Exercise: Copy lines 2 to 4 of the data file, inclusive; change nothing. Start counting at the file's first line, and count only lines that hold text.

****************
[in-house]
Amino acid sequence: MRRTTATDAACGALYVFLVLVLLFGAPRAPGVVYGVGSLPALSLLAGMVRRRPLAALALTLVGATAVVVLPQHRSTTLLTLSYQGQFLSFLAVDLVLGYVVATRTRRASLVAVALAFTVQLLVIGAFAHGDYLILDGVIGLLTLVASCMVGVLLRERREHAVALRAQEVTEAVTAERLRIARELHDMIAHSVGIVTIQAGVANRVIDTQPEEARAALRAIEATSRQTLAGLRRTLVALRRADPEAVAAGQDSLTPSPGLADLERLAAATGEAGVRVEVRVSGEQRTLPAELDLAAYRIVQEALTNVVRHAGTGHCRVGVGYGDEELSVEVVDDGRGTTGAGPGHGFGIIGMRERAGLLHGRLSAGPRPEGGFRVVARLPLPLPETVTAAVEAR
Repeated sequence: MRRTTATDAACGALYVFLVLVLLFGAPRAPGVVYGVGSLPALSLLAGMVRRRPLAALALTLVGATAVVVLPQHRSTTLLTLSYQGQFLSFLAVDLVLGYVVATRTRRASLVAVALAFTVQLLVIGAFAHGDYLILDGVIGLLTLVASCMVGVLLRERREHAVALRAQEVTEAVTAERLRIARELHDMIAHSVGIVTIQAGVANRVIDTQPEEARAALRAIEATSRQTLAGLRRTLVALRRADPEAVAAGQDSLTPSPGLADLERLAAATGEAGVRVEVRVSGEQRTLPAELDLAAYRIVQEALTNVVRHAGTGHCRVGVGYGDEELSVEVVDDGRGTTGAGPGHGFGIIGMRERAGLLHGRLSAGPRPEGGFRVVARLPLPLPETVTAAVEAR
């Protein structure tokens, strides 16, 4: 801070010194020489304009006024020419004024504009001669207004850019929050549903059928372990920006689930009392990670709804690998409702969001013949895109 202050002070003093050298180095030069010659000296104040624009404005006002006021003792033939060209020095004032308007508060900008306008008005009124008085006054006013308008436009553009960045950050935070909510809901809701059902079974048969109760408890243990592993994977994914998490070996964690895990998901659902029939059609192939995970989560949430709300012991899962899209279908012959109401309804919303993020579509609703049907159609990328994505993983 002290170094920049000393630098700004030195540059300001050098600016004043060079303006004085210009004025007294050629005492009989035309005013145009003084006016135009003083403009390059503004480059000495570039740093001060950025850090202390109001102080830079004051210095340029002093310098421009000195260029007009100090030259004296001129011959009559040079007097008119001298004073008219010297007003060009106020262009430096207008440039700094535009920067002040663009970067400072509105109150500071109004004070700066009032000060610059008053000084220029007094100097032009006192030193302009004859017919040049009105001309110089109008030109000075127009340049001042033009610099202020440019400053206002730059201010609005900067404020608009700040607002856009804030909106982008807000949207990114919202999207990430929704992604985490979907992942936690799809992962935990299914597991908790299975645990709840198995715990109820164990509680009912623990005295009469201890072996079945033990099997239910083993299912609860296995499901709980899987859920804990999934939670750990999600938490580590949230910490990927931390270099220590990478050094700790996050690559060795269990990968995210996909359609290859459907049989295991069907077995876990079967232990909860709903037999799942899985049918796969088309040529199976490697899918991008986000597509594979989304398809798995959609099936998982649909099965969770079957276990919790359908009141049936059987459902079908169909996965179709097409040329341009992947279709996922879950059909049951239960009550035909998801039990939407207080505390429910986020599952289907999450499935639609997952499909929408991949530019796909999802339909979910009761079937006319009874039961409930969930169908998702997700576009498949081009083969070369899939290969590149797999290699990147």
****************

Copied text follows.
Amino acid sequence: MRRTTATDAACGALYVFLVLVLLFGAPRAPGVVYGVGSLPALSLLAGMVRRRPLAALALTLVGATAVVVLPQHRSTTLLTLSYQGQFLSFLAVDLVLGYVVATRTRRASLVAVALAFTVQLLVIGAFAHGDYLILDGVIGLLTLVASCMVGVLLRERREHAVALRAQEVTEAVTAERLRIARELHDMIAHSVGIVTIQAGVANRVIDTQPEEARAALRAIEATSRQTLAGLRRTLVALRRADPEAVAAGQDSLTPSPGLADLERLAAATGEAGVRVEVRVSGEQRTLPAELDLAAYRIVQEALTNVVRHAGTGHCRVGVGYGDEELSVEVVDDGRGTTGAGPGHGFGIIGMRERAGLLHGRLSAGPRPEGGFRVVARLPLPLPETVTAAVEAR
Repeated sequence: MRRTTATDAACGALYVFLVLVLLFGAPRAPGVVYGVGSLPALSLLAGMVRRRPLAALALTLVGATAVVVLPQHRSTTLLTLSYQGQFLSFLAVDLVLGYVVATRTRRASLVAVALAFTVQLLVIGAFAHGDYLILDGVIGLLTLVASCMVGVLLRERREHAVALRAQEVTEAVTAERLRIARELHDMIAHSVGIVTIQAGVANRVIDTQPEEARAALRAIEATSRQTLAGLRRTLVALRRADPEAVAAGQDSLTPSPGLADLERLAAATGEAGVRVEVRVSGEQRTLPAELDLAAYRIVQEALTNVVRHAGTGHCRVGVGYGDEELSVEVVDDGRGTTGAGPGHGFGIIGMRERAGLLHGRLSAGPRPEGGFRVVARLPLPLPETVTAAVEAR
């Protein structure tokens, strides 16, 4: 801070010194020489304009006024020419004024504009001669207004850019929050549903059928372990920006689930009392990670709804690998409702969001013949895109 202050002070003093050298180095030069010659000296104040624009404005006002006021003792033939060209020095004032308007508060900008306008008005009124008085006054006013308008436009553009960045950050935070909510809901809701059902079974048969109760408890243990592993994977994914998490070996964690895990998901659902029939059609192939995970989560949430709300012991899962899209279908012959109401309804919303993020579509609703049907159609990328994505993983 002290170094920049000393630098700004030195540059300001050098600016004043060079303006004085210009004025007294050629005492009989035309005013145009003084006016135009003083403009390059503004480059000495570039740093001060950025850090202390109001102080830079004051210095340029002093310098421009000195260029007009100090030259004296001129011959009559040079007097008119001298004073008219010297007003060009106020262009430096207008440039700094535009920067002040663009970067400072509105109150500071109004004070700066009032000060610059008053000084220029007094100097032009006192030193302009004859017919040049009105001309110089109008030109000075127009340049001042033009610099202020440019400053206002730059201010609005900067404020608009700040607002856009804030909106982008807000949207990114919202999207990430929704992604985490979907992942936690799809992962935990299914597991908790299975645990709840198995715990109820164990509680009912623990005295009469201890072996079945033990099997239910083993299912609860296995499901709980899987859920804990999934939670750990999600938490580590949230910490990927931390270099220590990478050094700790996050690559060795269990990968995210996909359609290859459907049989295991069907077995876990079967232990909860709903037999799942899985049918796969088309040529199976490697899918991008986000597509594979989304398809798995959609099936998982649909099965969770079957276990919790359908009141049936059987459902079908169909996965179709097409040329341009992947279709996922879950059909049951239960009550035909998801039990939407207080505390429910986020599952289907999450499935639609997952499909929408991949530019796909999802339909979910009761079937006319009874039961409930969930169908998702997700576009498949081009083969070369899939290969590149797999290699990147």